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Compulsory identity cards are put on hold

The Times reports that plans for compulsory national identity cards were put on ice yesterday when the Government delayed a decision on a mandatory scheme until “later this decade”.

Although David Blunkett got the go-ahead for a draft Bill proposing a voluntary scheme in this year’s Queen’s Speech, it will only give the Government powers to build a database using information from passports, driving licences and residents’ permits.

The decision is a blow for both the Home Secretary and Tony Blair. The Prime Minister has invested considerable political capital in the project, saying that Britain has to have compulsory ID cards in the future.

However, after weeks of fierce negotiations, mostly at John Prescott’s Domestic Affairs Committee, the opposition of Cabinet heavyweights led by Jack Straw and Gordon Brown proved too difficult to overcome and a fudge was agreed.

In an unusual step, the Cabinet issued a statement after its weekly meeting yesterday. “In principle Cabinet believes that a national ID card scheme can bring major benefits,” it said. “In practice, given the size and complexity of the scheme a number of issues will need to be resolved over the years ahead.”

The Government would proceed “by incremental steps”. First there would be legislation to set up a scheme, “but we will reserve the final decision on a move to compulsion until later this decade”.

Oh great, so we have some time to spread the word. I would not shut down your iCan campaign against identity cards just yet, Trevor. There is also Big Blunkett’s ‘voluntary’ database that should cover 80 per cent of the population, five to six years after the programme gets under way. Also, Mr Big Blunkett does not want to let go of his scheme and insists that it is phased in, with passports and other official documents acting as a first wave of the programme.

It is far from over yet.

2 comments to Compulsory identity cards are put on hold

  • I quite agree that the current reported plans, whilst a set-back for Blunkett do not mean that the issue will die. Quite the opposite, it’s going to rumble on for the foreseeable future, with incremental changes enacted. I.e. the govt is going for an explicit slippery slope.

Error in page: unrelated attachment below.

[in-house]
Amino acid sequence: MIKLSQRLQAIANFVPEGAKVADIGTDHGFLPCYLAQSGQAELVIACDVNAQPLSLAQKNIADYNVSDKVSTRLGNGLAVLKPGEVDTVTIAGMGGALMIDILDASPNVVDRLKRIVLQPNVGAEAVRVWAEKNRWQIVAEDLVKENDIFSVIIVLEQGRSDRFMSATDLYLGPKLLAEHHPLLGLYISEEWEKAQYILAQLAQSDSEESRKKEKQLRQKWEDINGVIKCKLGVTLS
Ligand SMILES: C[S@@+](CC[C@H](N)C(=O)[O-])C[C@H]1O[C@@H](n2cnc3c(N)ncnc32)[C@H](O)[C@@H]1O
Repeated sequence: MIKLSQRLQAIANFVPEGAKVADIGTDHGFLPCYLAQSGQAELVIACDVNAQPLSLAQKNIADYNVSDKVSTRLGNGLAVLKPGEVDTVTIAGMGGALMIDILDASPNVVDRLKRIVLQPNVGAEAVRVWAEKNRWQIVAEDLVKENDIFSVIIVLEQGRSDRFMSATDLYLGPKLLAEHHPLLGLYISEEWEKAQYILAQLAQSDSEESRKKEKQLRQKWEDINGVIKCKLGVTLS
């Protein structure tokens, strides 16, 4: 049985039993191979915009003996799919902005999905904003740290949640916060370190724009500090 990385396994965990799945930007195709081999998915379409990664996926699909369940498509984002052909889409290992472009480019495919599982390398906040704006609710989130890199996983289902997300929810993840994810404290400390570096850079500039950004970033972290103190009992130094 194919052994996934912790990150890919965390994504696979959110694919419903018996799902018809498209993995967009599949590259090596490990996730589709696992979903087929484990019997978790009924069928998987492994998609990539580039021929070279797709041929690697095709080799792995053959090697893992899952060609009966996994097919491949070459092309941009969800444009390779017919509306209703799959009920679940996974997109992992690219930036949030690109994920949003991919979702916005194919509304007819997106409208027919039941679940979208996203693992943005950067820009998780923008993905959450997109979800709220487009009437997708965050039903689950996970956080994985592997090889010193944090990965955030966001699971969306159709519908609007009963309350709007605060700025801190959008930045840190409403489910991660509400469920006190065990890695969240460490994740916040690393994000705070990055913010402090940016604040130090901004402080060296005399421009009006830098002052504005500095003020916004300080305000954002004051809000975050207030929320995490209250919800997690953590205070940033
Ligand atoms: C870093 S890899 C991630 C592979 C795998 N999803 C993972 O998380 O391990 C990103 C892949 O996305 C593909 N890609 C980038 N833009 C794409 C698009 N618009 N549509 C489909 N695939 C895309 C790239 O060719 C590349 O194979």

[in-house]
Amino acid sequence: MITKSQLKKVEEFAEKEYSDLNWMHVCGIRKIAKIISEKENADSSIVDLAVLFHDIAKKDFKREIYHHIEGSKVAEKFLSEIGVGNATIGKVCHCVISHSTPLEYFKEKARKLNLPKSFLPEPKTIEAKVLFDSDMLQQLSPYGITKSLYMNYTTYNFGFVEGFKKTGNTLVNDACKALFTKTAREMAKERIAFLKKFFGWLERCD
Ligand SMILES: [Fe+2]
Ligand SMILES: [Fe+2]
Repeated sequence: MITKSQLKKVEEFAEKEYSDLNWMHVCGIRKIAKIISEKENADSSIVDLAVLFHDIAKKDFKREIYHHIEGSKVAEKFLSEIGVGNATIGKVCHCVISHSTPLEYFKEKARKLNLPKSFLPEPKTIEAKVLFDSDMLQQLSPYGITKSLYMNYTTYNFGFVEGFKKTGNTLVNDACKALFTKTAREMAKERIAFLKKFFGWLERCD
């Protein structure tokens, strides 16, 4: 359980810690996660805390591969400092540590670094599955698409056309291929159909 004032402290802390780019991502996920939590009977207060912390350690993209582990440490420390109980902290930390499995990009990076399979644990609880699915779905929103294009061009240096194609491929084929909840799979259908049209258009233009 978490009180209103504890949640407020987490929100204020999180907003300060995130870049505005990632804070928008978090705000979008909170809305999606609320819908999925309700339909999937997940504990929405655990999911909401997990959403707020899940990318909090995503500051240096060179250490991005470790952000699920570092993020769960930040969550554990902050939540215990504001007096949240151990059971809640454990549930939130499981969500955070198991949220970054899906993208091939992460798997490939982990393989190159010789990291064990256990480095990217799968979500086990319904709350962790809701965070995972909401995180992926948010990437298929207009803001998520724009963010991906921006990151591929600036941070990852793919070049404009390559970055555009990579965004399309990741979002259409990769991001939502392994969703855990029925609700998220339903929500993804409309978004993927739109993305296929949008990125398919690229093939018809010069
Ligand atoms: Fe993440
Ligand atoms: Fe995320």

Opponents of ID cards will need to be very clear as to what they want, since the incremental approach will most likely be a ratchet that eventually leads us to full blown compulsory-carry cards. There are already a lot of measures in place that may facilitate ID cards or already pose threats which ID cards may pose.

    I await the Draft Bill with interest.

  • Would it be too cynical to suggest that Blunkett is repeating his astute political performance with the Anti-Terrorism, Crime and Security Act, where he successfully managed to get Liberty and other civil rights protestors to concentrate on one part of the legislation i.e. detention without trial, which allowed all kinds of other controversial or nonsensical issues to get passed through Parliament “on the nod” with no discussion, let alone opposition e.g. Data Retention, or the astonishing “it is now illegal to detonate a nuclear weapon in the UK, without permission” (if only the Soviet Union had known that it was *legal* to do this previously.)

    The danger is that people will take their eye of the ball and assume that because a 30 billion pund Biometric ID Card system has not started rolling out just yet, that the unification of DVLC, Passport Office etc linked databses, together with the export of this data to othe G* countries (“for securoity reasons”) is not still a mjor threat to the privacy of innocent people, without having any noticable effect on terrorists or serious criminals.

    Even an alleged Draft ID Cards Bill should be meticulously scrutinised and, hopefully, rejected by Parliament.

    There is no need for an ID Card to be a Biometric Smart Card with a centralised database, for instance.